Ongoing blockades by farmers of Greece’s national highways and customs check points may be costing exporters over 30 million euros a day, professionals warn, adding that if they proceed with threats to close off ports and the railway network, the cost could rise to over 65 million euros daily.
Farmers have been protesting social security reform proposals since mid-January by setting up blockades at key junctions on the national road work and at borders that often last as long as 12 hours, preventing the passage of trucks carrying cargo as well as private vehicles.
According to data from the Panhellenic Exporters’ Association (PSE) 43 percent of Greek exports are sent by road, which based on 2015 data comes to a value of 30.8 million euros a day. Total exports by sea came to 37.2 million euros a day last year, the PSE data show.
Exporters are voicing concerns that the ongoing blockades are forcing their drivers to take longer alternative routes or to spend hours waiting for farmers to open passage at toll stations and customs check points, pushing up the cost of supply. Delays in deliveries to foreign clients may also lead to penalties, they say.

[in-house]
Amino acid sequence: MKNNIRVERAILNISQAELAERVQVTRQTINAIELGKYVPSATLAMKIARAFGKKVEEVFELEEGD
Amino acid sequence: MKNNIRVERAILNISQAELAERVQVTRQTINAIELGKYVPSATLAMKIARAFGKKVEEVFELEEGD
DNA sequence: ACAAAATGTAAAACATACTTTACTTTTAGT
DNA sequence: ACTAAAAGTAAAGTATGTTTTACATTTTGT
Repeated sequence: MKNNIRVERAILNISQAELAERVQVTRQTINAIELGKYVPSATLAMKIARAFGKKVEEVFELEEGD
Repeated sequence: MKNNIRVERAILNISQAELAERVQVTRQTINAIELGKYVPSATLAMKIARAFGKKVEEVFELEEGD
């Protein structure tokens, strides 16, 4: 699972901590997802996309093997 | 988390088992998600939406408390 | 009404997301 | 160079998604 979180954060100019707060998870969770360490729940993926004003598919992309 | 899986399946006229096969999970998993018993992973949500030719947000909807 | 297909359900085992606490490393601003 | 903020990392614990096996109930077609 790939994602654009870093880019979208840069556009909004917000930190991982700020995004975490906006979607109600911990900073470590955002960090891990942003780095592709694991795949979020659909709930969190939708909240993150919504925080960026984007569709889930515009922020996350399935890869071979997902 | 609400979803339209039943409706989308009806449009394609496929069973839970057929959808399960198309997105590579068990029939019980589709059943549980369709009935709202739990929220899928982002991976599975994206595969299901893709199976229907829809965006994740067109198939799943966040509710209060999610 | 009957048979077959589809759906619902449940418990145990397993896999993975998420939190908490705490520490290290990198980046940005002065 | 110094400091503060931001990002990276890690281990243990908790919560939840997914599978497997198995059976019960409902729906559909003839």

The farmers’ action, however, has not affected supply in the domestic market, though professionals warn that if the protests are to continue as planned supply cannot be guaranteed.
“So far, we have had no problems in the supply flow to our stores as we made sure to have enough stock,” an executive at a super market chain who declined to be named told Kathimerini.
Another executive at a separate super market chain, also speaking on condition of anonymity, added, however, “that there have been a few minor shortages in fresh produce because suppliers are prevented from arriving.
“We have increased the shifts at our warehouses to address the problem, at the cost that entails,” he added.
The impact of the protests has yet to be estimated.